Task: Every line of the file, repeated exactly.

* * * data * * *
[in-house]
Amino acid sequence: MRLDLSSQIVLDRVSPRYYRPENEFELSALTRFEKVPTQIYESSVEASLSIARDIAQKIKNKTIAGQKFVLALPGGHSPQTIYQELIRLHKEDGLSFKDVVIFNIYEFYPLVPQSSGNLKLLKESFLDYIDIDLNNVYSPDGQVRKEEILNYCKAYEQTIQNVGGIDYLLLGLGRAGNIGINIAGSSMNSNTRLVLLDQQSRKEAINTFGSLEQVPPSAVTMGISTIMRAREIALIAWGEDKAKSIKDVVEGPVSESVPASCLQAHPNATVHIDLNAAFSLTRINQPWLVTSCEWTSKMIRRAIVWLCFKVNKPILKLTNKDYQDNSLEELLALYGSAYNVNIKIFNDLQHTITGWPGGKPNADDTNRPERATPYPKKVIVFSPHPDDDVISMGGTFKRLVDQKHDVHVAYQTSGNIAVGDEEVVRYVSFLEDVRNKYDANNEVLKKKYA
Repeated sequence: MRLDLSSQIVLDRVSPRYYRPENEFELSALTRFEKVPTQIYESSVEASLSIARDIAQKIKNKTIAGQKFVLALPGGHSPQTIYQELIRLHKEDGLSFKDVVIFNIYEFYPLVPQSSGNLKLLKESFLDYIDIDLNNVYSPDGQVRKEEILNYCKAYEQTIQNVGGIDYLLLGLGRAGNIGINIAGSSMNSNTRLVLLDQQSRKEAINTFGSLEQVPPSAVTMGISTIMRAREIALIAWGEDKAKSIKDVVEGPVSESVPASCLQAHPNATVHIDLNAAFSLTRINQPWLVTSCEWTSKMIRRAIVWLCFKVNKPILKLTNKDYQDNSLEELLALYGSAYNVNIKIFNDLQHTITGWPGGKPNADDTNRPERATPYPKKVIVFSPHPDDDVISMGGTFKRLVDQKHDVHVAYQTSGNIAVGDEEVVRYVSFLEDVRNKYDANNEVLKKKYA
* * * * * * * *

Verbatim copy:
[in-house]
Amino acid sequence: MRLDLSSQIVLDRVSPRYYRPENEFELSALTRFEKVPTQIYESSVEASLSIARDIAQKIKNKTIAGQKFVLALPGGHSPQTIYQELIRLHKEDGLSFKDVVIFNIYEFYPLVPQSSGNLKLLKESFLDYIDIDLNNVYSPDGQVRKEEILNYCKAYEQTIQNVGGIDYLLLGLGRAGNIGINIAGSSMNSNTRLVLLDQQSRKEAINTFGSLEQVPPSAVTMGISTIMRAREIALIAWGEDKAKSIKDVVEGPVSESVPASCLQAHPNATVHIDLNAAFSLTRINQPWLVTSCEWTSKMIRRAIVWLCFKVNKPILKLTNKDYQDNSLEELLALYGSAYNVNIKIFNDLQHTITGWPGGKPNADDTNRPERATPYPKKVIVFSPHPDDDVISMGGTFKRLVDQKHDVHVAYQTSGNIAVGDEEVVRYVSFLEDVRNKYDANNEVLKKKYA
Repeated sequence: MRLDLSSQIVLDRVSPRYYRPENEFELSALTRFEKVPTQIYESSVEASLSIARDIAQKIKNKTIAGQKFVLALPGGHSPQTIYQELIRLHKEDGLSFKDVVIFNIYEFYPLVPQSSGNLKLLKESFLDYIDIDLNNVYSPDGQVRKEEILNYCKAYEQTIQNVGGIDYLLLGLGRAGNIGINIAGSSMNSNTRLVLLDQQSRKEAINTFGSLEQVPPSAVTMGISTIMRAREIALIAWGEDKAKSIKDVVEGPVSESVPASCLQAHPNATVHIDLNAAFSLTRINQPWLVTSCEWTSKMIRRAIVWLCFKVNKPILKLTNKDYQDNSLEELLALYGSAYNVNIKIFNDLQHTITGWPGGKPNADDTNRPERATPYPKKVIVFSPHPDDDVISMGGTFKRLVDQKHDVHVAYQTSGNIAVGDEEVVRYVSFLEDVRNKYDANNEVLKKKYA